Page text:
Task and functions

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According to the functions set down in its charter, the National Institute of Oncology of Budapest is the methodological, organizational, cancer prevention, training, treatment, and scientific co-ordinating centre for Hungarian oncology.

The Institute conducts its treatment activities at ten inpatient and four diagnostic departments, with the assistance of 922 people, utilizing 344 beds. In compliance with the European requirements for accreditation, the Institute hosts separate departments for radiotherapy, chemotherapy, histopathology, diagnostic imaging, and nuclear medicine.

Main characteristics of the clinical activities of the National Institute of Oncology

Number of outpatient visits Inpatients (total)
2005 212,496 13,141
2006 421,017 27,403
2007 545,044 38,711
2008 528,755 40,347
Utilization of beds: 74%
Number of beds: 344 (OEP contracted)
Average treatment time: 5.97 days

The most important parameter of the Institute's activity is that it is capable of providing the patients with complex oncotherapeutic (surgery, chemotherapy, and radiotherapy) treatment. The staff and material facilities of state-of-the-art tumour diagnostics (CT, MRI, imaging, laboratory, and pathology) offer high-quality diagnostic and monitoring possibilities through the assistance of the expert team skilled in imaging, laboratory, and pathological diagnostics and the state-of-the-art diagnostic instruments (CT, MRI, and angiography).

In line with its professional coordinating functions, the Institute has prepared and maintained the following methodological guides, following the guidelines of the European Union:

  1. National Cancer Control Programme.
  2. Oncotherapeutic Protocol, The guidelines for oncology.
  3. The guidelines for tumour screening in Hungary.
  4. The quality control for the treatment of patients with malignant tumours.
  5. The university textbook entitled The basics of oncology
  6. Consensus conferences: the treatment of cervical, breast, colorectal, pulmonary tumours and melanoma as well as those in the oral cavity; rational application of PET-CT examinations, HPV vaccination.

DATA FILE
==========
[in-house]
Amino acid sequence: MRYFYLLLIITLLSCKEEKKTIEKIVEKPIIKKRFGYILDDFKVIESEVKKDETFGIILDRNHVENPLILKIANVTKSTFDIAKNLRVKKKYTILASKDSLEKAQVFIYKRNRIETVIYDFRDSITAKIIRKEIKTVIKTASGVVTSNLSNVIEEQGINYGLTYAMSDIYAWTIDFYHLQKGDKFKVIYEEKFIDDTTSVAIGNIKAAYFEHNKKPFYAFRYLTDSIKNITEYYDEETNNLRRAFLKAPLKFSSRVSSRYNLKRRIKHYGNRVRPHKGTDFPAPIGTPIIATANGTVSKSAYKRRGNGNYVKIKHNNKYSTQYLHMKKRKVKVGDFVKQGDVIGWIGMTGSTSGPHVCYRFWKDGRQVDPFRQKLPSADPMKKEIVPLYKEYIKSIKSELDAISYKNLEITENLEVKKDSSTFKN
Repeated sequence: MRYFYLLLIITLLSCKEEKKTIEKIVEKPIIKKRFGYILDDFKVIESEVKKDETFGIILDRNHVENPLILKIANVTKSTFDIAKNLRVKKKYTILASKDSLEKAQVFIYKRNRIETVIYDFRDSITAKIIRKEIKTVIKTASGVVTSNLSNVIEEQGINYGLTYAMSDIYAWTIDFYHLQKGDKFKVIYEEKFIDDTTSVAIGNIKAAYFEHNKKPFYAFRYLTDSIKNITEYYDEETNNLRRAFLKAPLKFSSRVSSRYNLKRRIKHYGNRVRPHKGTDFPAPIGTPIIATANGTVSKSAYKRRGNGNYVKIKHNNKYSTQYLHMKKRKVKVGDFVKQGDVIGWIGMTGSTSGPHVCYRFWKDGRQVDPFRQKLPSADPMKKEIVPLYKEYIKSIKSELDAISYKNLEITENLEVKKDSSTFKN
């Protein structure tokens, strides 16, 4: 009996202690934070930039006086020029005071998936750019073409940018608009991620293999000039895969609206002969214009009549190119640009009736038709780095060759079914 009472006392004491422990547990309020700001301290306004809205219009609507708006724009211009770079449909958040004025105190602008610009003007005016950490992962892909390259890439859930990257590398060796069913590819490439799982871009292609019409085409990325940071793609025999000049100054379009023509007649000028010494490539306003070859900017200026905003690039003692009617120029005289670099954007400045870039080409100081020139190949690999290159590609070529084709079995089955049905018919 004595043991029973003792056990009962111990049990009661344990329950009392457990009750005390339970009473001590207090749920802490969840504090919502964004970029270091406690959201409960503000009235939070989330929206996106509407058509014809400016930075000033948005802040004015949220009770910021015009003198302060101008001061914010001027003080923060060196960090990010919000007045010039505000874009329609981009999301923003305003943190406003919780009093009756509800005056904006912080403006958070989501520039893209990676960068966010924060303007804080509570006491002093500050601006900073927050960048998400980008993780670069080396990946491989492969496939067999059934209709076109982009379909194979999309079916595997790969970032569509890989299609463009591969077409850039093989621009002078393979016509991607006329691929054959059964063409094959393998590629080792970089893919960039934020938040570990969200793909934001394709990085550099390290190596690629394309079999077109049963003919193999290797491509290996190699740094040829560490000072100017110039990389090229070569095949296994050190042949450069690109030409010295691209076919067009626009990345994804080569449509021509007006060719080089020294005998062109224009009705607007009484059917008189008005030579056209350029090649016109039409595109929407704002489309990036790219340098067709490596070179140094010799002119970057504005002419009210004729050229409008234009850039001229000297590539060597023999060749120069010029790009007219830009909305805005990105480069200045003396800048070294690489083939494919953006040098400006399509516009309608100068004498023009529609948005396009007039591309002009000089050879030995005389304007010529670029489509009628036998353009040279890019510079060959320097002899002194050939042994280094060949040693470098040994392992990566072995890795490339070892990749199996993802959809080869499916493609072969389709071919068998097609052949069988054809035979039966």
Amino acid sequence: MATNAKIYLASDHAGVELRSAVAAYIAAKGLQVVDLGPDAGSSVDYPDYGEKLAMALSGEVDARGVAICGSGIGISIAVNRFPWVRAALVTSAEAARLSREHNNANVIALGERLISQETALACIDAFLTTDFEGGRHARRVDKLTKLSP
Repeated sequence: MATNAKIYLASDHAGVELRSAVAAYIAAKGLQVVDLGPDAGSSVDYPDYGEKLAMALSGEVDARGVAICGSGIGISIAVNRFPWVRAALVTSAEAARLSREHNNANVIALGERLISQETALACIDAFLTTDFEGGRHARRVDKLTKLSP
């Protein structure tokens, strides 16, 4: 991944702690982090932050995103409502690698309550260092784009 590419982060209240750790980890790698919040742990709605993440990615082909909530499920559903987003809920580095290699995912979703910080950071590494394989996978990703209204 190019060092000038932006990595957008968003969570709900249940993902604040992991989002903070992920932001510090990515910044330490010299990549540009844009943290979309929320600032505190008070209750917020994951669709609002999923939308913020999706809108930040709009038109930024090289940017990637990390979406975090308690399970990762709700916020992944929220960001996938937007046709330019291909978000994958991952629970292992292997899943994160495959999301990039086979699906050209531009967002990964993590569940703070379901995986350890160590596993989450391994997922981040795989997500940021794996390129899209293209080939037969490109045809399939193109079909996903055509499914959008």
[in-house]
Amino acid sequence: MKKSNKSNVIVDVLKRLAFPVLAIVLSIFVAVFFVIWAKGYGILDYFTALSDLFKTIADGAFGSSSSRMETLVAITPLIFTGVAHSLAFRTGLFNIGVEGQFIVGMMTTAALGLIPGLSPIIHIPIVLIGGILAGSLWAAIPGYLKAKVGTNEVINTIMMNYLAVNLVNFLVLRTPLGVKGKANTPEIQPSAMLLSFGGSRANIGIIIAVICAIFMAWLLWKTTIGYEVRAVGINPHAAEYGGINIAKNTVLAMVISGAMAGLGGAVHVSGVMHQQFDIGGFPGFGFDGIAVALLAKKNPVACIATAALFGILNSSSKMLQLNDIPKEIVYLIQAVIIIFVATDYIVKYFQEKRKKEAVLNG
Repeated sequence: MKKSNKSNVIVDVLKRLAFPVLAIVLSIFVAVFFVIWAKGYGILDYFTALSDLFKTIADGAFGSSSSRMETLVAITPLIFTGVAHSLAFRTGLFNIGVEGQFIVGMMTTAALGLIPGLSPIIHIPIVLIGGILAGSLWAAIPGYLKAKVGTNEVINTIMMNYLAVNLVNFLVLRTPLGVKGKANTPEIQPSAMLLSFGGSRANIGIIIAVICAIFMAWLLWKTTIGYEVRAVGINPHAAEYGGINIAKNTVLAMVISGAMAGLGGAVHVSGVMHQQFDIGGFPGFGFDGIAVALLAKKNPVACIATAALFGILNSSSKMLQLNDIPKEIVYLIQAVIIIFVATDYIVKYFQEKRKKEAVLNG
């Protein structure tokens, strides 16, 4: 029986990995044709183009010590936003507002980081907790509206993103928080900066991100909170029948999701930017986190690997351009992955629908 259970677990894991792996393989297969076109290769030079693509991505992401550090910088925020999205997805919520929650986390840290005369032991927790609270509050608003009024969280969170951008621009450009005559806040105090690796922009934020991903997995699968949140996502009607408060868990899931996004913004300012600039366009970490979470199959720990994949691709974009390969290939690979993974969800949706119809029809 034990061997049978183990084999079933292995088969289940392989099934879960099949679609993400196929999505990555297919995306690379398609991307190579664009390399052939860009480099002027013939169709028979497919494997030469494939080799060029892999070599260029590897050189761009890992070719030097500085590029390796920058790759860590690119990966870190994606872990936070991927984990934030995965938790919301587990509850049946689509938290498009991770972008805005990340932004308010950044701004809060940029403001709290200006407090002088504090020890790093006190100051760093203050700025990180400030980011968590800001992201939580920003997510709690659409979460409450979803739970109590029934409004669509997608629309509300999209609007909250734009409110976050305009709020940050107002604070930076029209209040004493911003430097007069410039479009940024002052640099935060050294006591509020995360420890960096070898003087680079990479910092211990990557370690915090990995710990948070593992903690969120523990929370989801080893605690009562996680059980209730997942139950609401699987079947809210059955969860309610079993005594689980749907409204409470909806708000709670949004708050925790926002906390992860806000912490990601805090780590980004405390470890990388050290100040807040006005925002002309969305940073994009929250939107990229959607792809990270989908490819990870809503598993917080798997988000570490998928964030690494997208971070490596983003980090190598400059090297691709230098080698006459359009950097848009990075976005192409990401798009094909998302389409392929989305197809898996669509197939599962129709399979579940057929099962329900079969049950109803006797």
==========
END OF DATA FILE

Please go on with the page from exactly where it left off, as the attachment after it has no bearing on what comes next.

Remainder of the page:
These programmes have been normative in all fields of the fight against malignant tumours.

The Institute presently has six research departments, with a staff of 71 persons. The majority of the research studies is applied clinical research, whose results are continuously being integrated into the Institute's preventive and curative activities.

The clinical and research background of the Institute provides a unique opportunity for the theoretical and practical training in oncology, both at the graduate and post-graduate level. The which was hosted by the Institute, devised the draft curriculum for the graduate and post-graduate education in Clinical oncology. The curriculum was developed taking into account both the European and American methods of training oncology specialists. The syllabus for the Department of Onco-therapy at the Institute comprises a multidisciplinary training programme, which, apart from the clinical knowledge necessary for the early diagnosis and complex therapy of malignant tumours, includes recent findings from basic research dealing with the prevention and development of malignant tumours.

The Institute, as the professional, methodological, and research centre, has established international connections that promote the international integration of Hungarian clinical oncology and tumour research. The Institutes participates in a number of interstate agreements and international grant proposals, and it maintains contacts with the international health organizations (WHO, UICC, OECI, EACR, and EORTC).

These international contacts promote the European integration of the discipline of oncology.

The economic and technical funding of the Institute is ensured by the National Health Insurance Fund (OEP) contract. Additional funding for the national and research activities is provided by the Ministry of Health. The operational, investment, and personal incentives plan established in line with the funding conditions, in a cost sensitive manner, ensured relatively smooth and successful management. Even with the strict management, the required pharmaceuticals and medical substances were available, along with the protective devices, equipment, and protective drinks necessary for the treatment of patients and carrying out the day-to-day activities.

In conclusion, the Institute successfully satisfied the requirements that may be justly expected of the top-level institute for progressive oncological treatment. As a consequence of the Institute's organizational and methodological activities, the guidelines for County Oncology Centres were developed. The clinical and research activities are outstanding even by international standards. Owing to the successfully applied controlling activities, the Institute's management was successful and free of liquidity issues. The screening, methodological, and treatment activities of the Institute fulfill governmental functions. At the same time, however, the clinical and research background provide a unique opportunity for providing theoretical and practical training in oncology, both at the graduate and at the post-gradutate level, as well as the national coordination of oncology-related research projects.

Based on all these, the National Institute of Oncology is the top-level institute of the treatment of patients with malignant tumours.